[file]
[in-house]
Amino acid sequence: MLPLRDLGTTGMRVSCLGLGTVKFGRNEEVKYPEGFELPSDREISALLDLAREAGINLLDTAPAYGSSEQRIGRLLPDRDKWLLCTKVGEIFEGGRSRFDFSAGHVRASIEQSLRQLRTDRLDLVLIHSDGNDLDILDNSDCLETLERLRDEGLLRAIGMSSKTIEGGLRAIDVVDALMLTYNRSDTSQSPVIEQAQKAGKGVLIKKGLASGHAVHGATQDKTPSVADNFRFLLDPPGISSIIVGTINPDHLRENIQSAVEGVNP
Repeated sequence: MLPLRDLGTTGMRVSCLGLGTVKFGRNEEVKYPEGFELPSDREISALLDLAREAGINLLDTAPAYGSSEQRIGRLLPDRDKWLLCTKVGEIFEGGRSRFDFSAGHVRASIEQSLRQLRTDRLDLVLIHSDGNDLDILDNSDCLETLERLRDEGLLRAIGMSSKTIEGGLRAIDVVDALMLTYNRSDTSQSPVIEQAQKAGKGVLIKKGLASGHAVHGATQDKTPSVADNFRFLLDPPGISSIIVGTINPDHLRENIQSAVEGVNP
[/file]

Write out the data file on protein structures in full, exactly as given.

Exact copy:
[in-house]
Amino acid sequence: MLPLRDLGTTGMRVSCLGLGTVKFGRNEEVKYPEGFELPSDREISALLDLAREAGINLLDTAPAYGSSEQRIGRLLPDRDKWLLCTKVGEIFEGGRSRFDFSAGHVRASIEQSLRQLRTDRLDLVLIHSDGNDLDILDNSDCLETLERLRDEGLLRAIGMSSKTIEGGLRAIDVVDALMLTYNRSDTSQSPVIEQAQKAGKGVLIKKGLASGHAVHGATQDKTPSVADNFRFLLDPPGISSIIVGTINPDHLRENIQSAVEGVNP
Repeated sequence: MLPLRDLGTTGMRVSCLGLGTVKFGRNEEVKYPEGFELPSDREISALLDLAREAGINLLDTAPAYGSSEQRIGRLLPDRDKWLLCTKVGEIFEGGRSRFDFSAGHVRASIEQSLRQLRTDRLDLVLIHSDGNDLDILDNSDCLETLERLRDEGLLRAIGMSSKTIEGGLRAIDVVDALMLTYNRSDTSQSPVIEQAQKAGKGVLIKKGLASGHAVHGATQDKTPSVADNFRFLLDPPGISSIIVGTINPDHLRENIQSAVEGVNP